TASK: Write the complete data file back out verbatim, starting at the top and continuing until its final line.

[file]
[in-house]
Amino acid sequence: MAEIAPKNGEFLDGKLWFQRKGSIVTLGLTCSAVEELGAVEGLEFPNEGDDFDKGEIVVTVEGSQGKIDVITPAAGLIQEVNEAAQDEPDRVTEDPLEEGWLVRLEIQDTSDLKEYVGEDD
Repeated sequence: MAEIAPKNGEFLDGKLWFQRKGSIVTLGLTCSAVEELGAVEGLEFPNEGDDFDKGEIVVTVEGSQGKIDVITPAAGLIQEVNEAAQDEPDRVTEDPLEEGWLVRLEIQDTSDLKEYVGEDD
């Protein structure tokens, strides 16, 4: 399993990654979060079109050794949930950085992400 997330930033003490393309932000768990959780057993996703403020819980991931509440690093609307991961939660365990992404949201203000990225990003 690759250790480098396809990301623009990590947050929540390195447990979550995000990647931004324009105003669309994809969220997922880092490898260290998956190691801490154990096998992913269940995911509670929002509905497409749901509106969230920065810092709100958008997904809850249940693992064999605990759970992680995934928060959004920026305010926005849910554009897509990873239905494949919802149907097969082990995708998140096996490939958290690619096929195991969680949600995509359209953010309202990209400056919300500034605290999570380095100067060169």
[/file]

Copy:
[in-house]
Amino acid sequence: MAEIAPKNGEFLDGKLWFQRKGSIVTLGLTCSAVEELGAVEGLEFPNEGDDFDKGEIVVTVEGSQGKIDVITPAAGLIQEVNEAAQDEPDRVTEDPLEEGWLVRLEIQDTSDLKEYVGEDD
Repeated sequence: MAEIAPKNGEFLDGKLWFQRKGSIVTLGLTCSAVEELGAVEGLEFPNEGDDFDKGEIVVTVEGSQGKIDVITPAAGLIQEVNEAAQDEPDRVTEDPLEEGWLVRLEIQDTSDLKEYVGEDD
């Protein structure tokens, strides 16, 4: 399993990654979060079109050794949930950085992400 997330930033003490393309932000768990959780057993996703403020819980991931509440690093609307991961939660365990992404949201203000990225990003 690759250790480098396809990301623009990590947050929540390195447990979550995000990647931004324009105003669309994809969220997922880092490898260290998956190691801490154990096998992913269940995911509670929002509905497409749901509106969230920065810092709100958008997904809850249940693992064999605990759970992680995934928060959004920026305010926005849910554009897509990873239905494949919802149907097969082990995708998140096996490939958290690619096929195991969680949600995509359209953010309202990209400056919300500034605290999570380095100067060169």